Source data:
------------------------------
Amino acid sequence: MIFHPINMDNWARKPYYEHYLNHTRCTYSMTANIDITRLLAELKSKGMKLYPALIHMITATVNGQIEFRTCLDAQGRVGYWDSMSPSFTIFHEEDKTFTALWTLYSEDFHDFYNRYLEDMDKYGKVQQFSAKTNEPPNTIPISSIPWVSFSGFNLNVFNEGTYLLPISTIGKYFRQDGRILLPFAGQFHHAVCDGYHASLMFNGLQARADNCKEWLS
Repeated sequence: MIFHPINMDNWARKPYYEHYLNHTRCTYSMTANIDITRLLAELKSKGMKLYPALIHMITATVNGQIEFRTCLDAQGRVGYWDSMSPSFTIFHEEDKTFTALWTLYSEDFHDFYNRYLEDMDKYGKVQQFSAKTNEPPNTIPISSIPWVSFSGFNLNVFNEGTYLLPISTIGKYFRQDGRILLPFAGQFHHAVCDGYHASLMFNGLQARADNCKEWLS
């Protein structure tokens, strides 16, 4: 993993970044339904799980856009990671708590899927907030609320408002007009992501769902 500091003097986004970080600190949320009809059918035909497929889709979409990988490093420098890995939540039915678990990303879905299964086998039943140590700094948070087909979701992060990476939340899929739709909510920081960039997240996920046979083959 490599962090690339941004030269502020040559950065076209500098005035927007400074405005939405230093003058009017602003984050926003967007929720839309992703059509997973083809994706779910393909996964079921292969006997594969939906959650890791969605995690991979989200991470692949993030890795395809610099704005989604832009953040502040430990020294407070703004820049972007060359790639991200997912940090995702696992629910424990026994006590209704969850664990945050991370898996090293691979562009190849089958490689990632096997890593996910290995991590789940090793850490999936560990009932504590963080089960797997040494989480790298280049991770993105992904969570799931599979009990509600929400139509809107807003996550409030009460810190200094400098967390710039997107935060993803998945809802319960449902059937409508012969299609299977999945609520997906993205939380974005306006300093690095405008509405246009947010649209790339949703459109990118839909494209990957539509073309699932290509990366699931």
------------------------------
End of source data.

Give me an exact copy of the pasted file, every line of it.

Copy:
Amino acid sequence: MIFHPINMDNWARKPYYEHYLNHTRCTYSMTANIDITRLLAELKSKGMKLYPALIHMITATVNGQIEFRTCLDAQGRVGYWDSMSPSFTIFHEEDKTFTALWTLYSEDFHDFYNRYLEDMDKYGKVQQFSAKTNEPPNTIPISSIPWVSFSGFNLNVFNEGTYLLPISTIGKYFRQDGRILLPFAGQFHHAVCDGYHASLMFNGLQARADNCKEWLS
Repeated sequence: MIFHPINMDNWARKPYYEHYLNHTRCTYSMTANIDITRLLAELKSKGMKLYPALIHMITATVNGQIEFRTCLDAQGRVGYWDSMSPSFTIFHEEDKTFTALWTLYSEDFHDFYNRYLEDMDKYGKVQQFSAKTNEPPNTIPISSIPWVSFSGFNLNVFNEGTYLLPISTIGKYFRQDGRILLPFAGQFHHAVCDGYHASLMFNGLQARADNCKEWLS
């Protein structure tokens, strides 16, 4: 993993970044339904799980856009990671708590899927907030609320408002007009992501769902 500091003097986004970080600190949320009809059918035909497929889709979409990988490093420098890995939540039915678990990303879905299964086998039943140590700094948070087909979701992060990476939340899929739709909510920081960039997240996920046979083959 490599962090690339941004030269502020040559950065076209500098005035927007400074405005939405230093003058009017602003984050926003967007929720839309992703059509997973083809994706779910393909996964079921292969006997594969939906959650890791969605995690991979989200991470692949993030890795395809610099704005989604832009953040502040430990020294407070703004820049972007060359790639991200997912940090995702696992629910424990026994006590209704969850664990945050991370898996090293691979562009190849089958490689990632096997890593996910290995991590789940090793850490999936560990009932504590963080089960797997040494989480790298280049991770993105992904969570799931599979009990509600929400139509809107807003996550409030009460810190200094400098967390710039997107935060993803998945809802319960449902059937409508012969299609299977999945609520997906993205939380974005306006300093690095405008509405246009947010649209790339949703459109990118839909494209990957539509073309699932290509990366699931």